If you;ve ever bothered to read any of the written questions submitted by MPs to Parliament you will be well aware of the stock and standard responses that are, with amazing regularity, received. A standard one, as I have moaned about many times already, is how often it would simply cost too much for the Government to answer. However, another common tactic is to refer to a previous answer. Take yesterday for example, Grant Shapps asked the Department for Communities and Local Government
whether moving from a weekly rubbish collection of household waste to a fortnightly rubbish collection is deemed to be a cut in service provision, according to the methodology used by her Department for the purposes of meeting Gershon targets.The answer from the junior minister of no consequence (trust me, you won;t have heard of him), was to "refer the hon. Member to the answer given to the hon. Member for Surrey Heath (Michael Gove) on 29 March 2007, Official Report, column 1736W. What was Michael Gove's question?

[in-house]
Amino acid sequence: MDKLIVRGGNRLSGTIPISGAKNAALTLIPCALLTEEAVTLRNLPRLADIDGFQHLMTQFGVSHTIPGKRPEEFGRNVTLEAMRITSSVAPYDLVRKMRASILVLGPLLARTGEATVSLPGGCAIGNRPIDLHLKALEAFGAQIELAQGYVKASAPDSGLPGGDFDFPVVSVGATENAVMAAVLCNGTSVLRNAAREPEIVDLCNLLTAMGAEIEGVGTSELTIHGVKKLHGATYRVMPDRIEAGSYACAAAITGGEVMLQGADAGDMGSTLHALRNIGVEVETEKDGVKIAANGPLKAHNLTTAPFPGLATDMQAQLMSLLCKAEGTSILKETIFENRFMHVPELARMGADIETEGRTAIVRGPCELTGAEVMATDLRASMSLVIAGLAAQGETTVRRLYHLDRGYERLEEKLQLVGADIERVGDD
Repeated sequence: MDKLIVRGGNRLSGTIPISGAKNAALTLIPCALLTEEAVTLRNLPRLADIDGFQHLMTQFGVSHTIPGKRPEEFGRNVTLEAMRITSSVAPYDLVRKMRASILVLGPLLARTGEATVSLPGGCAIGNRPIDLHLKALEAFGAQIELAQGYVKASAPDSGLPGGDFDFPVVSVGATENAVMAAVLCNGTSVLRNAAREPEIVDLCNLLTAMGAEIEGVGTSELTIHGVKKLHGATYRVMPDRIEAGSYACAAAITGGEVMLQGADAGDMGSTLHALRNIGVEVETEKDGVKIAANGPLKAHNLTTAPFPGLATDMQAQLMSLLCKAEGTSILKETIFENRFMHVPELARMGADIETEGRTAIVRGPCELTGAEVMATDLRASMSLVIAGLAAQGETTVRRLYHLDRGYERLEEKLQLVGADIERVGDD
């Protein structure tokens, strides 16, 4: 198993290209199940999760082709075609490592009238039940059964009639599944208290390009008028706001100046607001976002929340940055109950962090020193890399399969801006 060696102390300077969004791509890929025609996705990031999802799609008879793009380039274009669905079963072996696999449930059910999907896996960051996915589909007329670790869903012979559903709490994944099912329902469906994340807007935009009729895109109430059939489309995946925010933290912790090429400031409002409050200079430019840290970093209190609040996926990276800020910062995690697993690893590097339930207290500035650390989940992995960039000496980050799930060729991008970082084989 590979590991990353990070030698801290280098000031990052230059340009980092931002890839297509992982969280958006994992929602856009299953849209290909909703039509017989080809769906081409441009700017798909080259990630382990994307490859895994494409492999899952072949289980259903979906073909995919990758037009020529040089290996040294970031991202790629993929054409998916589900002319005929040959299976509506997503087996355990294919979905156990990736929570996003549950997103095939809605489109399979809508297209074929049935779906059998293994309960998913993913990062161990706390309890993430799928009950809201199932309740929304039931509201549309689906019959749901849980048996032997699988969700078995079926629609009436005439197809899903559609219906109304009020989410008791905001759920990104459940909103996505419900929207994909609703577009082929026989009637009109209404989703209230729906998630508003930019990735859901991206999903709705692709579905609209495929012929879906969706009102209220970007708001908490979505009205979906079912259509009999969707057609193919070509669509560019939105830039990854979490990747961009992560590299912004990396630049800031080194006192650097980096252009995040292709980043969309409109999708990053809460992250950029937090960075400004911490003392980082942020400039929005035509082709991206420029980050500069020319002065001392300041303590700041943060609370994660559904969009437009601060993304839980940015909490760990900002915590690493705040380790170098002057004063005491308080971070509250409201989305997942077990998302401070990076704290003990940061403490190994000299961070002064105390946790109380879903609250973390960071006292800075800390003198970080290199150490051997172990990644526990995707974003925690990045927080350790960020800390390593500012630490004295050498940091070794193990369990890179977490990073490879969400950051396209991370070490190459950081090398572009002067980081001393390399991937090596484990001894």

To ask the Secretary of State for Environment, Food and Rural Affairs pursuant to the answer of 5 March 2007, Official Report, column 1641W to the hon. Member for Meriden (Mrs. Spelman), on waste management, whether a local authority can unilaterally leave a joint waste authority of its own accord once it has voluntarily decided to join one.And the answer from Ben Bradshaw?
No. As stated in my previous answer of 5 March 2007, Official Report, column 1641W to the hon. Member for Meriden (Mrs. Spelman) the Secretary of State will only be able to dissolve a joint waste authority in two situations: (i) if he/she receives a request to do so from all the appropriate local authorities; (ii) if he/she considers it necessary. Other models of partnership working are available for those authorities that do not wish their partnership to be placed on a statutory footing.The phrase "I refer the Honourable Gentleman to the answer to a completely different question that was given almost a year ago" springs to mind. I think it;s fair to say that the desire to avoid answering the first question suggests that they no the answer is "yes" it's a cut to service provision.